Observing that if we have a three-dimensional convex set then by sectioning it with a plane we obtain a convex set, I wondered if the converse is true: given a set whose every section is a convex set, it turns out that it is a convex set? It was trivial.
Then I gave the following definition: a three-dimensional set is paraconvex if every planar section is the union of separated convex sets. Then every convex three dimensional set is paraconvex but.. is the converse true?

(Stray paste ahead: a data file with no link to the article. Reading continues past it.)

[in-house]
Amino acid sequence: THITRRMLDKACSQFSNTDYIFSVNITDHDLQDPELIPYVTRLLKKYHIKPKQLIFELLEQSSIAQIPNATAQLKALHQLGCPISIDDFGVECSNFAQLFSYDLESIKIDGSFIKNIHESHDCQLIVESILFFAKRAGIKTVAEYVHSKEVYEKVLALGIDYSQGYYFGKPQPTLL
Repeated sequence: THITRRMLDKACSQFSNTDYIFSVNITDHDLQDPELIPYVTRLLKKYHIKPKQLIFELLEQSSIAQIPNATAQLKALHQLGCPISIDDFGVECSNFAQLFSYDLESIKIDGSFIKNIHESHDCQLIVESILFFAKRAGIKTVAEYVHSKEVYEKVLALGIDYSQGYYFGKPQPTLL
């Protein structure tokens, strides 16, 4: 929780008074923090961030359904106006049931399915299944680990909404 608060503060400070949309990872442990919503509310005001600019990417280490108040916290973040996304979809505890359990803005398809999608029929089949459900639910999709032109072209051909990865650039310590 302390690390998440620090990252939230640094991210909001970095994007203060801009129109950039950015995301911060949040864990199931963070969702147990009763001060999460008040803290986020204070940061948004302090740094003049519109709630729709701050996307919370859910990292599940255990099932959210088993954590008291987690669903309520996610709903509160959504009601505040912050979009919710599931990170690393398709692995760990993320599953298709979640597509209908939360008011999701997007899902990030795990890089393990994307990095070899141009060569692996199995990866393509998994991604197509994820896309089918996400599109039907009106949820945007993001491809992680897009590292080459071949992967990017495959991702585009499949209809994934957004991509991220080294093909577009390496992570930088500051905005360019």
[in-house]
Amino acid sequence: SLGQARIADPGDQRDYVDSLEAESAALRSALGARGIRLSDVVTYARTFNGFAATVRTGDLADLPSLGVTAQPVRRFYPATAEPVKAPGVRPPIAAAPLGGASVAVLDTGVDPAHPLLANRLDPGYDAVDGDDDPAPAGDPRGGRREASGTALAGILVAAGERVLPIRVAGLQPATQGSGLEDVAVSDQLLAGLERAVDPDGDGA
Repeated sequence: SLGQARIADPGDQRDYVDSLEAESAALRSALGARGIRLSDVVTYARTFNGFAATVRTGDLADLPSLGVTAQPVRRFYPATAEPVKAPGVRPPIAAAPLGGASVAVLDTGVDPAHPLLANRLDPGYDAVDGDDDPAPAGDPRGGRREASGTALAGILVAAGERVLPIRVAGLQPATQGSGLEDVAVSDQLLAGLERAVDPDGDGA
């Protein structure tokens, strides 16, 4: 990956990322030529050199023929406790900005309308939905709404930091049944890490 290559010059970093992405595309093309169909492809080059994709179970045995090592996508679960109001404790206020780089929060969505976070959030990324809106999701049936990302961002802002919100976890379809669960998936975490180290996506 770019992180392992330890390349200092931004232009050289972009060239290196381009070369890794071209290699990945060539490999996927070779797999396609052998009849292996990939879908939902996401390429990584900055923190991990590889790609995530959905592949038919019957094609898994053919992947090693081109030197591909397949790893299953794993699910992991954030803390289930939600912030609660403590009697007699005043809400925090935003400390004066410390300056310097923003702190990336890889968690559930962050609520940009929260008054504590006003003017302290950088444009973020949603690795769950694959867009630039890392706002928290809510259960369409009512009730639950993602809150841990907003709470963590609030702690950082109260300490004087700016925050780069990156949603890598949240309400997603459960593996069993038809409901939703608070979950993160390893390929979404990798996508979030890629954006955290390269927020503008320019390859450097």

Obviously a set composed of separated convex subsets is not convex but paraconvex. Then I repeat my question restricting it for connected sets.
Again, taking a differentiable curve with non-zero torsion, I got a counterexample.
Then I restricted my question to connected sets that are also regular closed (sets that equals the closure of their interior). I didn't succeed in manage this new case.